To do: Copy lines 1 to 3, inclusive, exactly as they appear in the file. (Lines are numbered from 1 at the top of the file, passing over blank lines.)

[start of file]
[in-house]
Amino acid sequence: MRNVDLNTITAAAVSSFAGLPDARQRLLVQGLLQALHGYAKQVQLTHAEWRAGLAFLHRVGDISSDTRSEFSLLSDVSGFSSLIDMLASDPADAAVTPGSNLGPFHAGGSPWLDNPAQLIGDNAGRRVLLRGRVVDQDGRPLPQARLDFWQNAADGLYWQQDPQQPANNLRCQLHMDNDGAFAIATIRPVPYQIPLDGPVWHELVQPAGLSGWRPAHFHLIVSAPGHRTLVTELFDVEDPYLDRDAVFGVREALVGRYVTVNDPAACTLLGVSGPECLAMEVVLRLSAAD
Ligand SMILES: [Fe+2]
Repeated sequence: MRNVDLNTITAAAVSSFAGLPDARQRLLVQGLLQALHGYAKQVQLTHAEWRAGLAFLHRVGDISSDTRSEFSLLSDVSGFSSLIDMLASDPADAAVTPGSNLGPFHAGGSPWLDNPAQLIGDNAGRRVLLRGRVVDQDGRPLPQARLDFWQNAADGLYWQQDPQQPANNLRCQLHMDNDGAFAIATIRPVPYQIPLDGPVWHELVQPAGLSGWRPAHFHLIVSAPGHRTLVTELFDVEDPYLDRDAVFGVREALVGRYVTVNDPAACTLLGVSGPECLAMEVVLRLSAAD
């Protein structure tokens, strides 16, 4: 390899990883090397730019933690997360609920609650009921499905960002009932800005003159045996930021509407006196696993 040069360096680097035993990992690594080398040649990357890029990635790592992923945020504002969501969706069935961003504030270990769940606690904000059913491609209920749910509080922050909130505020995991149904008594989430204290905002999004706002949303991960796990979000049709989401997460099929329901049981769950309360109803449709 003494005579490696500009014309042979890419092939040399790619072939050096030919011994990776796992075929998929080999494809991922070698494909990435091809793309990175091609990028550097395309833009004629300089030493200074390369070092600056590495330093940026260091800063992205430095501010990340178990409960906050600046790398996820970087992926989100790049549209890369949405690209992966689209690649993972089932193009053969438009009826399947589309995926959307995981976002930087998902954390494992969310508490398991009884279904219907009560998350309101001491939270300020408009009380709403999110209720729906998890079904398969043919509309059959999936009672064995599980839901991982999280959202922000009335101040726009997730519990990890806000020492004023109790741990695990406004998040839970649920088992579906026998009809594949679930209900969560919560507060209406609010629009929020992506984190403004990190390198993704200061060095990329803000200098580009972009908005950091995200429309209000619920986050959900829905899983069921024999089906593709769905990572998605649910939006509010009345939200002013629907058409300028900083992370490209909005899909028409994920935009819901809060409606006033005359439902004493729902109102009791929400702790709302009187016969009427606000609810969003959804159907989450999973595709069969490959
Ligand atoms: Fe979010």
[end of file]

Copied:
[in-house]
Amino acid sequence: MRNVDLNTITAAAVSSFAGLPDARQRLLVQGLLQALHGYAKQVQLTHAEWRAGLAFLHRVGDISSDTRSEFSLLSDVSGFSSLIDMLASDPADAAVTPGSNLGPFHAGGSPWLDNPAQLIGDNAGRRVLLRGRVVDQDGRPLPQARLDFWQNAADGLYWQQDPQQPANNLRCQLHMDNDGAFAIATIRPVPYQIPLDGPVWHELVQPAGLSGWRPAHFHLIVSAPGHRTLVTELFDVEDPYLDRDAVFGVREALVGRYVTVNDPAACTLLGVSGPECLAMEVVLRLSAAD
Ligand SMILES: [Fe+2]